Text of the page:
Vol. 1, Issue 13, August 12, 2003
Think Difference (Engine).
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Family Sues School Over Blank Books

Harold and Ginny Valencia, parents of a high school student in Sacramento, California are suing a publisher, Penguin USA, the local school district and the state Board of Education for what they describe as a flagrant example of negligence.

"When our son signed up for American literature, we were initially pleased to see that the curriculum still contained many classic works," said Mrs. Valencia in a press conference on Monday. "However, after purchasing the books, we soon found that they were blank after the first chapter."

The books, including such works as "Catcher In The Rye," "The Great Gatsby," and "Catch 22," contain fewer than ten pages of text each, with the rest of the volumes consisting of blank paper. One book on the list, "Of Mice and Men," was actually not even a book but a heavy block of plastic shaped like a book. Further inquiries revealed that this has been standard practice for years, although no one had complained before now.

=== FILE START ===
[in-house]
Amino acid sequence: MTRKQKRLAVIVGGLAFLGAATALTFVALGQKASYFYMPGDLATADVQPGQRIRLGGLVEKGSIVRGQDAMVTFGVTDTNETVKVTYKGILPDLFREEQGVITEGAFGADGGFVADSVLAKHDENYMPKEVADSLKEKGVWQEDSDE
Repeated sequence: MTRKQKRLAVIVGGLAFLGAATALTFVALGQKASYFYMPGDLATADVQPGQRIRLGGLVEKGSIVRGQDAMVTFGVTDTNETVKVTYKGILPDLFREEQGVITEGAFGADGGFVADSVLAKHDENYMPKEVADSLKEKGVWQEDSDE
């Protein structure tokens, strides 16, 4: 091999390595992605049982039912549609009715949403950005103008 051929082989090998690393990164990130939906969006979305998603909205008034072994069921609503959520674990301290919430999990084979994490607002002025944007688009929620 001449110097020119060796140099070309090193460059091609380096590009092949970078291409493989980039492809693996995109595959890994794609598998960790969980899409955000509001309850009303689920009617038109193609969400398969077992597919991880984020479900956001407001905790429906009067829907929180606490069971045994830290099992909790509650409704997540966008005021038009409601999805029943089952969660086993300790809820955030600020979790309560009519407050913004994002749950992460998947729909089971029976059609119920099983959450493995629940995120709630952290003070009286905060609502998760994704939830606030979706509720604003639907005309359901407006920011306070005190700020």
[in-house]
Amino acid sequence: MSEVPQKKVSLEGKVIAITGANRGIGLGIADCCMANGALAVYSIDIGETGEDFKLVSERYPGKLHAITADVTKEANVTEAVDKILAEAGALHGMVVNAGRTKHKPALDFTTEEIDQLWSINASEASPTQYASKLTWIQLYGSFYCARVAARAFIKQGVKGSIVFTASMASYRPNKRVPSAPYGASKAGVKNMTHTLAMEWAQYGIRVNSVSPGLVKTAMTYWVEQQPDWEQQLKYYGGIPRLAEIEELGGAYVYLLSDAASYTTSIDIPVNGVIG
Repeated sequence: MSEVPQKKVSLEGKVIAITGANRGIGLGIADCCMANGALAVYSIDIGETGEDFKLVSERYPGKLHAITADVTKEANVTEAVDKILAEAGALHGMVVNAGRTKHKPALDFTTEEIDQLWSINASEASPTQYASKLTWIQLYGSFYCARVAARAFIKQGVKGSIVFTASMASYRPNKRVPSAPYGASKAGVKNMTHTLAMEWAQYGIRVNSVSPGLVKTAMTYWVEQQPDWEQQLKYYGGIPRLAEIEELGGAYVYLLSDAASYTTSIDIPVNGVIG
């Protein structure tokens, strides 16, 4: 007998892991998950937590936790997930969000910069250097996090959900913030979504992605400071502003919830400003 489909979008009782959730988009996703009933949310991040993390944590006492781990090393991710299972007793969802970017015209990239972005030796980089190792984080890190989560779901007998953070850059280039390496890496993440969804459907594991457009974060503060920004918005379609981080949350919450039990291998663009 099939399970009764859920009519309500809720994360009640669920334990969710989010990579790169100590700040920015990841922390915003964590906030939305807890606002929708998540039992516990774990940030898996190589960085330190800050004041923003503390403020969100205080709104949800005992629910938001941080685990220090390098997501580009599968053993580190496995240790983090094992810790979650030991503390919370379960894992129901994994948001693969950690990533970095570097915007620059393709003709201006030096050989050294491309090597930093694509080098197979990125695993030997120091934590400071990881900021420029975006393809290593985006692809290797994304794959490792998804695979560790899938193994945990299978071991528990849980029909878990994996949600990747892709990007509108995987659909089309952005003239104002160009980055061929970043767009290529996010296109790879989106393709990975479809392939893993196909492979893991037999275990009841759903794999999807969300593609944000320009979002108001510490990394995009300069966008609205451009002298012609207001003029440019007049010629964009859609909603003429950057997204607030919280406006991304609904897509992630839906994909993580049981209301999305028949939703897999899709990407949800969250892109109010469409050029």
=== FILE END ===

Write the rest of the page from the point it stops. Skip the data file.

Teachers are aware of the situation, but tend not to say anything.

"What's the point?" said Myrna Felicitas, a high school English teacher. "They are all using Cliff's notes to get through the class discussions, and downloading their term papers from the internet." Felicitas said she once tried a program designed to check whether papers turned in had been plagiarized from the Web, but gave up after the program located 95% of her students' papers in under five minutes.

"I would have had to flunk my entire class," she said, "which would have made them ineligible to take the AP tests. That would reduce our school's scores, and our school funding would be cut by $2 million. My superintendent would kill me, if my principal didn't kill me first." Under California law, school funding is dependent on meeting minimum standardized testing scores among a majority of the students. Administrators have been known to take the tests themselves on students' behalves in order to assure continued state funding.

"We feel that minimizing the actual primary source load on our student body maximizes the efficiency of the educational process," said California Secretary of Education Kerry Mazzoni. "It fuels ingenuity among students seeking ways around reading the books, and allows them additional time for important tasks such as test prep. Besides, it's permissible under the California Educational Code."

Reporters were unable to verify this fact, because their 9-volume copy of the California Educational Code is blank after page 34.


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